Dub doesn't need a vocal original.
What is most essential when producing dub music? Love of dub.
Does a Dub need a vocal original to be a good dub? No
Which one of your albums do you consider your best work up until now? Not for me to say.
What aspects of your job do you enjoy the most? Everything.
What annoys you in the studio? Timewasting
When you're not working on dubs, what is your favorite thing to do? Meditation.
What do you listen to besides dub music? Everything I hear. From inane pop to classical masterworks to birdsongs.
My greatest musical role model? JS Bach!
If money and time didn't matter: Which music project would you like to realize? Money and time don't matter.
What do you prefer: Studio work or sound system performance? I love the occasional sound system gig, but it's really the days spent in the studio which are most interesting and rewarding. Something compels me to go in and do it.
What is your greatest musical role model and why? JS Bach, for the contrapuntal basslines
Is there a sound system that you particularly appreciate? Memories of the Mighty Observer are strong.
What are your personal top 5 dub albums? I'm writing to you on the day that Lee Perry has died so I'd like to say something about him. I was lucky to cross paths with him on a couple of occasions. Once, playing keyboards on his History, Mystery and Prophesy album. That was an intense session at Compass Point studio in Nassau. The legend is that he had fallen out with Chris Blackwell, but the fact that he was happily working in Blackwell's studio doesn't support that. Perry was aa flamboyantly eccentric artist, so it was all to easy to misunderstand him, but his track record and influence are remarkable. I think one of his main motivations was simply to bring reggae music to the world.
Much later, I toured with him and Mad Professor in Australasia. His eccentricity had reached spectacular heights by then and some of my strongest memories are of mundane things like going through airport security with him. He seemed to love setting off alarms - and that's a great metaphor for his work in general. So, although I love so many of the early dub artists, today I would choose any five albums by Lee Scratch Perry, the upsetter.
A year ago the highly acclaimed original "Carry Me Home: A Reggae Tribute to Gil Scott-Heron and Brian Jackson" from The Archives was released. A big budget production by Eric Hilton (one half of Thievery Corporation) and Darryl “Trane” Burke. Superbly rehearsed, recorded and marketed reggae retro sound. the Dub-Version was only a matter of time. Now it is available: "Carry Me Home Dub“By The Archives (Montserrat House). The big budget can be heard with every note. Everything is just right in terms of sound. And yes, of course it is more real Dub, although it is not uncommon for vocals to be heard. But the music has nothing to do with sound system nights. It wants to be played on Sunday mornings at breakfast or at a neat - but cool - dinner. It is about "sophisticated" Dub, tasteful and stylish. But all too often there is also a bit of boredom inherent in “high-quality” works. Everything is calculated, appropriate and balanced, reflective and intellectual. There is simply a lack of what is fun: hard contrasts, surprising, sometimes disruptive ideas, courage and daring. So I'm not sure how to rate the album. It is undoubtedly of absolutely high quality, but I don't have much fun listening to it. Phew! Maybe I just lack the level.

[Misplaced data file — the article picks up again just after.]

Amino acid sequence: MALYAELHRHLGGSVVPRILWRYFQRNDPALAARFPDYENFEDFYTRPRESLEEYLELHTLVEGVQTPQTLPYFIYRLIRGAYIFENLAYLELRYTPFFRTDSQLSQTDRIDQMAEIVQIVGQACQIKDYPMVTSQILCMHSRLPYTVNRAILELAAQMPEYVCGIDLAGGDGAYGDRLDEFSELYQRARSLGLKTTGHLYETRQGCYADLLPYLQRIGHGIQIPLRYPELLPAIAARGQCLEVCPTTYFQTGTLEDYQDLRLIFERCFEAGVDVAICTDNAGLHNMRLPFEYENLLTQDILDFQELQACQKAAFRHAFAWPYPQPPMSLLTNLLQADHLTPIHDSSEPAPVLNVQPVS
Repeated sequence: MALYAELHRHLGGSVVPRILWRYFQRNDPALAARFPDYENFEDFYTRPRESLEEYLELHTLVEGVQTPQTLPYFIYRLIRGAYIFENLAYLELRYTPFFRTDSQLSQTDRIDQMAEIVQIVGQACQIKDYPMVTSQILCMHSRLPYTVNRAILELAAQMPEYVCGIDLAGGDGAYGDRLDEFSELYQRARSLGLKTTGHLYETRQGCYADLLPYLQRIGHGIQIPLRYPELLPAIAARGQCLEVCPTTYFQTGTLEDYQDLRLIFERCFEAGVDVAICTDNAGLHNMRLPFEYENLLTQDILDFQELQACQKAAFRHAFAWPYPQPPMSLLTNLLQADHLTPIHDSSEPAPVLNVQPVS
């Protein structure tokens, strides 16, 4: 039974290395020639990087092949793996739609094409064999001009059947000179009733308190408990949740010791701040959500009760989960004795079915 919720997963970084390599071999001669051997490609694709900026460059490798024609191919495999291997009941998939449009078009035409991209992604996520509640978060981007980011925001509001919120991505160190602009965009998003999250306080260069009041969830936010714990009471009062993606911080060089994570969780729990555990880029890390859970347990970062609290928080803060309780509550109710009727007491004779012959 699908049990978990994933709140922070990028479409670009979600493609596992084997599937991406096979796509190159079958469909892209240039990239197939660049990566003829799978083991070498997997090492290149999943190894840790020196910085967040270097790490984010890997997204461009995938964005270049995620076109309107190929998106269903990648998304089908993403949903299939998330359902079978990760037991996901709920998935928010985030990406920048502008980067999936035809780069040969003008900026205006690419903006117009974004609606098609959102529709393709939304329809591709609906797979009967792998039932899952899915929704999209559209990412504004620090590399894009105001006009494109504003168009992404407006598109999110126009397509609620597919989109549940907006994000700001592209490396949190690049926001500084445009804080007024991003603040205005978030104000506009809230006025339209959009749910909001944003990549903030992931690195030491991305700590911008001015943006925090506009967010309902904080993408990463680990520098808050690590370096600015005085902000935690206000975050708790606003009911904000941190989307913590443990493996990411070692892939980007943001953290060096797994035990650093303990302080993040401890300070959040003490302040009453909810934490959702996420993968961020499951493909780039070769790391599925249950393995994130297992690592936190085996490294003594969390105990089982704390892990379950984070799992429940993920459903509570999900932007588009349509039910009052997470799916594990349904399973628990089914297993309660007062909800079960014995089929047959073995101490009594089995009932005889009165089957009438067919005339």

Retro reggae is (almost) always very popular. Many producers struggle to reproduce the sound of the Black Ark, the early Revolutionaries or Channel One. Pachyman fits in seamlessly there. The Puerto Rican, who lives in Los Angeles, is based on the sound of the late 1970s and offers a fresh one, characterized by small melodies and lively rhythms Dub-Style. He plays all of the instruments himself in his basement studio - you can watch some nice videos on YouTube.
My colleague gtkriz once criticized Pachy's sound harshly: “He presents a sound image that gives the impression of being with the artist in a rather musty, dull rehearsal room that is padded for sound insulation. Nothing is embellished there; the loud hi-hat and the cymbals sound tinny, the bass drum and the bass are dry and flat. ”Well, where he's right, he's right. But the question is: Is that really to be assessed so negatively? Or should retroDub doesn't sound like that? If you answer yes to the last question, then of course the follow-up question immediately follows: Why the copy when there is the original? Which brings us to the philosophical proseminar. That's why I don't want to go into any further detail here, but simply announce: I like his new album "The return oh Pachyman“Exceptionally good. the DubIt's wonderfully playful, the melodies nestle in my ears and the mix makes for good entertainment. And yes: I also enjoy deciphering the many quotations. I get the feeling that Pachyman and I are “one of an kind”. That's why I like him, I like to watch him in his basement studio and hear "Return ..." when I'm in a good mood. Welcome back Pachy!